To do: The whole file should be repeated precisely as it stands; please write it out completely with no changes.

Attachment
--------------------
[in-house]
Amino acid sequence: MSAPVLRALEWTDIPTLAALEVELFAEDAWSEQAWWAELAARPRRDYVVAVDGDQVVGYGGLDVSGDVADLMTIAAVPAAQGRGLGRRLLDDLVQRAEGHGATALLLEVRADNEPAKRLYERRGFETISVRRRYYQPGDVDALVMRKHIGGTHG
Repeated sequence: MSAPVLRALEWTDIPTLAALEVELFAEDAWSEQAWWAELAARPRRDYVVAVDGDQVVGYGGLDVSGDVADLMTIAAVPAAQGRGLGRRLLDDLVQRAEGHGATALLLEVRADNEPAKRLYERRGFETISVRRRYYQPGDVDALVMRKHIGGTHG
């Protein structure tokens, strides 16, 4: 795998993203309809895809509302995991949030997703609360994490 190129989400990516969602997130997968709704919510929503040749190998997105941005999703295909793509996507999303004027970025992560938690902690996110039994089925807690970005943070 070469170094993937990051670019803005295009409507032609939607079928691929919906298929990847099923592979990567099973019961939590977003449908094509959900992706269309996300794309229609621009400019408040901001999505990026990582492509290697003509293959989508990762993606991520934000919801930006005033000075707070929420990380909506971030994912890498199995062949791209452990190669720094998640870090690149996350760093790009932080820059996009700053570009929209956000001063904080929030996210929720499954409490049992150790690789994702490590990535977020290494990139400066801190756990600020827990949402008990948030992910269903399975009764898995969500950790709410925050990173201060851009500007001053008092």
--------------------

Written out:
[in-house]
Amino acid sequence: MSAPVLRALEWTDIPTLAALEVELFAEDAWSEQAWWAELAARPRRDYVVAVDGDQVVGYGGLDVSGDVADLMTIAAVPAAQGRGLGRRLLDDLVQRAEGHGATALLLEVRADNEPAKRLYERRGFETISVRRRYYQPGDVDALVMRKHIGGTHG
Repeated sequence: MSAPVLRALEWTDIPTLAALEVELFAEDAWSEQAWWAELAARPRRDYVVAVDGDQVVGYGGLDVSGDVADLMTIAAVPAAQGRGLGRRLLDDLVQRAEGHGATALLLEVRADNEPAKRLYERRGFETISVRRRYYQPGDVDALVMRKHIGGTHG
């Protein structure tokens, strides 16, 4: 795998993203309809895809509302995991949030997703609360994490 190129989400990516969602997130997968709704919510929503040749190998997105941005999703295909793509996507999303004027970025992560938690902690996110039994089925807690970005943070 070469170094993937990051670019803005295009409507032609939607079928691929919906298929990847099923592979990567099973019961939590977003449908094509959900992706269309996300794309229609621009400019408040901001999505990026990582492509290697003509293959989508990762993606991520934000919801930006005033000075707070929420990380909506971030994912890498199995062949791209452990190669720094998640870090690149996350760093790009932080820059996009700053570009929209956000001063904080929030996210929720499954409490049992150790690789994702490590990535977020290494990139400066801190756990600020827990949402008990948030992910269903399975009764898995969500950790709410925050990173201060851009500007001053008092």